We understood then what we don’t see so clearly now: that God is a master, an expert, an absolute genius at turning trash into treasure, stupidity into wisdom, suffering into character, and sin (yes, even sin) into new life—if, and it is a big if—if we will let Him. If we will catch hold of the vision of His redeeming plan and not let go, if we will repent and have faith in the atonement of Christ, then God can not only save but also exalt us, even when we have been “the very vilest of sinners” (Mosiah 28:4).
As my daughter once taught me, “Repentance is not the backup plan; repentance is the plan.” Repentance is not what is left after we have botched the true goal of obedience and undefiled righteousness. When learning from others’ experience and failure has not been enough, repentance is a blessed part of how we get to obedience and undefiled righteousness—learning by our own experience and failure, trusting in God’s love and sure provisions, activating our own reluctant resilience. This is the only path for us.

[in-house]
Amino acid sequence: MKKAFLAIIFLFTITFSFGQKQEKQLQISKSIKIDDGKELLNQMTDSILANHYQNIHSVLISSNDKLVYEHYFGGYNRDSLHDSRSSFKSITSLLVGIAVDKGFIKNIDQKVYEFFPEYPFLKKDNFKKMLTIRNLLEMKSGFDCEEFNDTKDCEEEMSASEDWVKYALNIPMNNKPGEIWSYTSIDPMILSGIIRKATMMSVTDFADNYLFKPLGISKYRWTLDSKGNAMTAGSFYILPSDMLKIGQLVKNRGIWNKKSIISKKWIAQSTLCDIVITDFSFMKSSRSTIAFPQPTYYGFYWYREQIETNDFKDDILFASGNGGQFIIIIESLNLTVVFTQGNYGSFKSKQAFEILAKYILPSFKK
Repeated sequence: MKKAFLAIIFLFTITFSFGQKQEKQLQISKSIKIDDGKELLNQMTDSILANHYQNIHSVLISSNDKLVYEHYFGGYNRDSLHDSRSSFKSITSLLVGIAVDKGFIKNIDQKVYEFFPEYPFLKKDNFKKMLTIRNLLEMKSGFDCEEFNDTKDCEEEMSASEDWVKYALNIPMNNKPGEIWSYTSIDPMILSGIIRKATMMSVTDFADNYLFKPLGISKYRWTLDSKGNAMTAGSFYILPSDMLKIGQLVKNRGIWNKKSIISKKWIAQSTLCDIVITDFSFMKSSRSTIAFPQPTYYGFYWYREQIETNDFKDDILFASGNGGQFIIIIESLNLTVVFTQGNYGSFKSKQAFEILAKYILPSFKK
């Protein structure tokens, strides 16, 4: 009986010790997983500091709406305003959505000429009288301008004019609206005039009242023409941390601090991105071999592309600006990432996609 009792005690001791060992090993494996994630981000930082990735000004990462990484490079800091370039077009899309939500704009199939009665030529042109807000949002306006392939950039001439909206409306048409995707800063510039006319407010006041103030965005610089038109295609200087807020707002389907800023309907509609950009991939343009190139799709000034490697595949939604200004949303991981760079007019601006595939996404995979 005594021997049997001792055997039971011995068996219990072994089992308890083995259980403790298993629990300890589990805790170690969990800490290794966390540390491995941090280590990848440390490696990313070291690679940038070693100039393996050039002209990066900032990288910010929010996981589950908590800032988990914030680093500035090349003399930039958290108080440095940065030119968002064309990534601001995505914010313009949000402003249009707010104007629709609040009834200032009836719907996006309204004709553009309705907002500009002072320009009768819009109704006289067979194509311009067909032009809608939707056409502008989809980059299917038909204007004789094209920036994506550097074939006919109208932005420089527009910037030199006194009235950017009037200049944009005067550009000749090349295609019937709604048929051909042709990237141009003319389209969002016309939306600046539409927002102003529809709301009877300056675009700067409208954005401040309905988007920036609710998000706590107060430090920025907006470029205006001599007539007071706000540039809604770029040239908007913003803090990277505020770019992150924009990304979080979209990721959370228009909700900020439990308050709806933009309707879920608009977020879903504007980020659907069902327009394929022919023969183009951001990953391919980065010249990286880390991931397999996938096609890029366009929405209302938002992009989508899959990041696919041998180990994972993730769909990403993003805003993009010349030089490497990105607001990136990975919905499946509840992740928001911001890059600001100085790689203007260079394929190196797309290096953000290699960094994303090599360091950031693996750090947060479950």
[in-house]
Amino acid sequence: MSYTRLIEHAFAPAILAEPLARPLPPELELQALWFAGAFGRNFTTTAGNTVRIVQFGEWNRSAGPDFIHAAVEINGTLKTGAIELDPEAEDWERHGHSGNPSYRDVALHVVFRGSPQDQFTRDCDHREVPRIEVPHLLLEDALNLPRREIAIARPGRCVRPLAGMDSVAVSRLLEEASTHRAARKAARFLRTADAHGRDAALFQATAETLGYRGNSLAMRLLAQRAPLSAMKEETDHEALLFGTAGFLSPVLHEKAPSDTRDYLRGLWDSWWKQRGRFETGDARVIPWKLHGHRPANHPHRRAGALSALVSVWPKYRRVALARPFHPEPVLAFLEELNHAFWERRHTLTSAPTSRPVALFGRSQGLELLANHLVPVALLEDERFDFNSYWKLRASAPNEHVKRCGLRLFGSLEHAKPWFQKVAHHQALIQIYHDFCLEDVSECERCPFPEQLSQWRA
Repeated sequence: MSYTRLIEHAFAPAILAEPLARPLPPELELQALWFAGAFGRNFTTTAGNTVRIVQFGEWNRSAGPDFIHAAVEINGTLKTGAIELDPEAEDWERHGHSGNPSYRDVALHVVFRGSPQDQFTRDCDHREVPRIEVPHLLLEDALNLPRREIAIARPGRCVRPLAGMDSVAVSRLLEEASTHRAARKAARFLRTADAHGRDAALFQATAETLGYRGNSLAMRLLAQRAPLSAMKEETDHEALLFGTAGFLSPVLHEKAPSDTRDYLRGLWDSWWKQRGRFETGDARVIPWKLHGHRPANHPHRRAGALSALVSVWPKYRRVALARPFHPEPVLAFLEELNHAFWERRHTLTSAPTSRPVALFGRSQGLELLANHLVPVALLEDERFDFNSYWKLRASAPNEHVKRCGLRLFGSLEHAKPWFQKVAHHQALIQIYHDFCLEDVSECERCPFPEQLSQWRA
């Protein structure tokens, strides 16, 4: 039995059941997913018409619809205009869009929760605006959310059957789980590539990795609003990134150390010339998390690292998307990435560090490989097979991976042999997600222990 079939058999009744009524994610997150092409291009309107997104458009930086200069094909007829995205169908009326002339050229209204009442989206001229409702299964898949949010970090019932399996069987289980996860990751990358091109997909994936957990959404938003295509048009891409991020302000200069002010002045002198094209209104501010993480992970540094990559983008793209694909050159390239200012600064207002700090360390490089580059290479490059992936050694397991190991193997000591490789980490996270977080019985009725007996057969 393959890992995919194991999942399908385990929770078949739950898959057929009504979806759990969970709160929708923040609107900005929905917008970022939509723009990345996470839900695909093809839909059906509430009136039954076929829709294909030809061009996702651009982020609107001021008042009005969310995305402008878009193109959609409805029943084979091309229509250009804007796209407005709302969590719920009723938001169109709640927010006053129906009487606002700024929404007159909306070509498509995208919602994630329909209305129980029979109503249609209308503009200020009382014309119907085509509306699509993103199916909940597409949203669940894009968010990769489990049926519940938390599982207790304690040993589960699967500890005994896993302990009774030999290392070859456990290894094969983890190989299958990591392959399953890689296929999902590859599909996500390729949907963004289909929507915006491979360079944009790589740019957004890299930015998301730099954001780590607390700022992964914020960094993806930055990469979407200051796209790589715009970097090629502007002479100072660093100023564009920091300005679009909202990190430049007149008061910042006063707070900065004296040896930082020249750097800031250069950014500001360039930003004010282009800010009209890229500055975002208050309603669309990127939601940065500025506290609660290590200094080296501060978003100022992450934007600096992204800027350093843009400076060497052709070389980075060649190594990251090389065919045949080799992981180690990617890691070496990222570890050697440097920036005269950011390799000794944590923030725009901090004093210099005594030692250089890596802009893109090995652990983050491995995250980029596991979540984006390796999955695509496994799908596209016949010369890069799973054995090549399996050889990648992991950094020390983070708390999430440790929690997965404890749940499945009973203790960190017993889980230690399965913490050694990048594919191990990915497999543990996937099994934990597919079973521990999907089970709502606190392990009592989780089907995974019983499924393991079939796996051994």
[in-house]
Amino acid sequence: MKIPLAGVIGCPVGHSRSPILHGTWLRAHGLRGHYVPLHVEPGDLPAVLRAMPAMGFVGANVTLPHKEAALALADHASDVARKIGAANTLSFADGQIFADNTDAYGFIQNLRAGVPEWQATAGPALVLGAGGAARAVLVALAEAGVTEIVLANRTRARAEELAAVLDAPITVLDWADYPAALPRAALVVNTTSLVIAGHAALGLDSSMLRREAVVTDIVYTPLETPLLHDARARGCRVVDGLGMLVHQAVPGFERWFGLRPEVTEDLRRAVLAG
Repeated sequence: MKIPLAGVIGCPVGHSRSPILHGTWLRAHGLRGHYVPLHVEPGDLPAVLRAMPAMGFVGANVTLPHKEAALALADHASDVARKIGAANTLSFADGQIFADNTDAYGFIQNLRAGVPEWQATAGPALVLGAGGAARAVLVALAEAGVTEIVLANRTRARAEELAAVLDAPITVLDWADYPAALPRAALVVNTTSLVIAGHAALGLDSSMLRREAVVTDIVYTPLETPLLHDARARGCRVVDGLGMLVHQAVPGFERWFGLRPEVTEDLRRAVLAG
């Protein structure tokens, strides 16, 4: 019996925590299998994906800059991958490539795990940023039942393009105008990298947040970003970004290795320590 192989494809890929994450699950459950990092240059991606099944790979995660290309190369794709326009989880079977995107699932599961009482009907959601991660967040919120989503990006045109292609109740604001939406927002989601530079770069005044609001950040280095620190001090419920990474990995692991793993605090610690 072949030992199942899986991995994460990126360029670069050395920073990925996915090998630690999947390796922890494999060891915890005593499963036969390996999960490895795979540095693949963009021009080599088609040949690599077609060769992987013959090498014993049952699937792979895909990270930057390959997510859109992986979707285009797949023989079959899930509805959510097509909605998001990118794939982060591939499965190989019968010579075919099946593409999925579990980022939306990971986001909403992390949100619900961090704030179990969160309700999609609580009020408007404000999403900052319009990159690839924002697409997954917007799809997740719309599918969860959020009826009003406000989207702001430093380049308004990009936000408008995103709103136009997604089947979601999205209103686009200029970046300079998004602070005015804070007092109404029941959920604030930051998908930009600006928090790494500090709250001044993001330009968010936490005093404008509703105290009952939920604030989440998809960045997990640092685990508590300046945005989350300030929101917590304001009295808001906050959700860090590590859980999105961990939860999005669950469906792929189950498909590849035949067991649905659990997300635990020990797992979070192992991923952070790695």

My culture taught me, “If a thing is worth doing it is worth doing well.” I don’t disagree. It is good to take the time to do better than a shoddy job. But another truth is sometimes even more applicable: “In order to do something well we must first be willing to do it badly" (Julia Cameron, The Artist’s Way: A Spiritual Path to Higher Creativity, 121). Think about learning a language, a sport, a musical instrument; think about learning to run a meeting, care for a baby, drive a car; and then think about being a good home or visiting teacher, parenting a teenager, managing sexual temptation, overcoming addiction, discerning the Spirit, praying meaningfully. Things worth doing are worth doing imperfectly rather than throwing up our hands in defeat or sticking with what is easy and familiar. Doing the right things imperfectly, while we learn to do them better, is far more important than wasting time doing less important but easier things well. The best musicians learn to trust that the music they will ultimately make is more important than today’s wrong notes.